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Who's wooing who? Iran's trade mission to Europe

Iran's charm offensive
Iran's charm offensive

Iranian President Hassan Rouhani is in Europe as he tries to drum up trade and investment with European businesses after years of sanctions and economic and diplomatic isolation.

In his first visit to Europe since his election in 2013, Rouhani and his 120-strong entourage of business leaders and ministers began their continental tour in Rome on Monday and are due to head off to France on Wednesday. Already multi billion-dollar deals worth up to 17 billion euros ($18.4 billion) have been signed, according to Italian officials quoted by Reuters.

Among the deals struck on Monday were a pipeline contract worth between $4 billion and $5 billion for oil services group Saipem, up to 5.7 billion euros in contracts for Italian steel firm Danieli and up to 4 billion euros of business for infrastructure firm Condotte d'Acqua, Reuters added.

Italian Prime Minister Matteo Renzi and Rouhani had held "held friendly and constructive talks geared towards enhancing bilateral cooperation and deepening consultation on the main regional and international issues," the Italian government statement said on Monday.

Matteo Renzi, Italy's president, right, greets Hassan Rouhani, Iran's president, before their meeting at Capitol Hill in Rome, Italy, on Monday, Jan. 25, 2016.
Alessia Pierdomenico/Bloomberg via Getty Images

Ahead of the trip, the Iranian government stated on its website that Rouhani's aim was to "develop relations with European Union countries and the trip to Italy and France is aimed at growth and development, as well as job creation for the country."

"This trip is happening during a very important historic point and post-JCPOA (the "joint comprehensive plan of action" commonly known as the Iran deal on its nuclear program) and post-sanctions era and, therefore, it is significantly important," Rouhani told reporters as he left for Europe. The Iranian leader also tweeted that he was looking forward to exploring opportunities in Italy.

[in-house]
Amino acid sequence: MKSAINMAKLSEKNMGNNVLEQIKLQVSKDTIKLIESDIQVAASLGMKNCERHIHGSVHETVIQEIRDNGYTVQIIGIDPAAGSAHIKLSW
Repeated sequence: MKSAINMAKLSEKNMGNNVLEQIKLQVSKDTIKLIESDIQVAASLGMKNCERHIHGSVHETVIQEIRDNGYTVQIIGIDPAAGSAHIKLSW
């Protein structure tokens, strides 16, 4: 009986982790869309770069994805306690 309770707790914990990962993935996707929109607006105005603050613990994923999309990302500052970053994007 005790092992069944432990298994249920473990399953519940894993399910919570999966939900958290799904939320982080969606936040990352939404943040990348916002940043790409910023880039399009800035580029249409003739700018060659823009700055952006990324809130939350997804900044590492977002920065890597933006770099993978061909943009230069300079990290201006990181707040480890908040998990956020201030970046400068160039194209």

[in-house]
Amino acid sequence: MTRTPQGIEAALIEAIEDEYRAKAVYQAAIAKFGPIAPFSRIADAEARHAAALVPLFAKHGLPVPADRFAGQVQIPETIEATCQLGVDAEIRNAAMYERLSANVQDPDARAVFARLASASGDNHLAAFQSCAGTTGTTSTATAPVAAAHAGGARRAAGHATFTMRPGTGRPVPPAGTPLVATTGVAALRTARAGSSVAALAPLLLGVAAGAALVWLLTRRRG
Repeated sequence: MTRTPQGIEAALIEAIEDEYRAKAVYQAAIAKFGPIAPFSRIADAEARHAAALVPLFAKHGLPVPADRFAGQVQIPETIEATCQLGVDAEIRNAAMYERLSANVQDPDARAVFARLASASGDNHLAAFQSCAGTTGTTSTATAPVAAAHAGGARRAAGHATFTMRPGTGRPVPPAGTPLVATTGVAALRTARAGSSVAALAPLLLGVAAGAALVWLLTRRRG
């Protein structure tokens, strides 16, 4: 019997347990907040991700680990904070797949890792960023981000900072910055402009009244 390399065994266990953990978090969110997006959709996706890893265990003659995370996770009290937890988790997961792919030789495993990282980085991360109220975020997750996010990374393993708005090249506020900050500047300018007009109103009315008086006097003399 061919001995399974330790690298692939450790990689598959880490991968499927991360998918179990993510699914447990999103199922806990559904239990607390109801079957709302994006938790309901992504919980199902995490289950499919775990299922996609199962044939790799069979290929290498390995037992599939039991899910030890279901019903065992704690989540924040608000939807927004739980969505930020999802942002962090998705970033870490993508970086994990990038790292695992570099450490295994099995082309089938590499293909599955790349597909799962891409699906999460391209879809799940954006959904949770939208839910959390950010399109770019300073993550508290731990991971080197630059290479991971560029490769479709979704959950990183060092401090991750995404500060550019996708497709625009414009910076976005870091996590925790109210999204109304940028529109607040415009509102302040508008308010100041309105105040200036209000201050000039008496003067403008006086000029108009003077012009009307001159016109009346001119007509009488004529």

Rouhani is expected to address an Iran-Italy business forum on Tuesday and will then meet Pope Francis where human rights issues and ongoing conflict in the Middle East, including Syria, are expected to be discussed. The trip comes as Iran itself tries mend relations with the West after almost economic sanctions on the country were expanded in 2006 for its alleged building of nuclear weapons.

That isolation came to an end after trade restrictions were lifted earlier in January after Iran was deemed to have complied with international obligations to curb its nuclear program. Iran has certainly wasted no time in signing deals in an attempt to get its economy back on a global stage.

On Sunday, Reuters reported that Iran planned to buy 114 aircraft from European plane maker Airbus as soon as March The republic could need as many as 500 new planes over the next three years, lawmaker Mahdi Hashemi, the chairman of the parliament's Development Commission, said.

Read More Iran's stock market roars as sanctions go away

More announcements could be announced on Wednesday as Rouhani heads to Paris. He is expected to be received at the Elysee Palace on Thursday but there will be no state dinner for Rouhani and his ministers after France refused an Iranian request for no wine to be served at such an event. Italy was reportedly far more compliant by agreeing to the request from the strict Islamic Republic.

There was some scepticism from analysts over the trade deals. Wolfango Piccoli, co-president of Teneo Intelligence, said the deals should be scrutinized.

"Trailing along with him will be an entourage of businesspeople, bankers and ministers. It will be important to ignore the numbers that will be bandied around concerning the various accords that are being signed and instead pick through any more concrete trade agreements and deals as this will be the area in which the first real commercial exchanges will take place," Piccoli said in a note on Monday.

"Investment agreements will take far longer to negotiate and much of the information that is released about such putative deals this week will be largely hyperbole."

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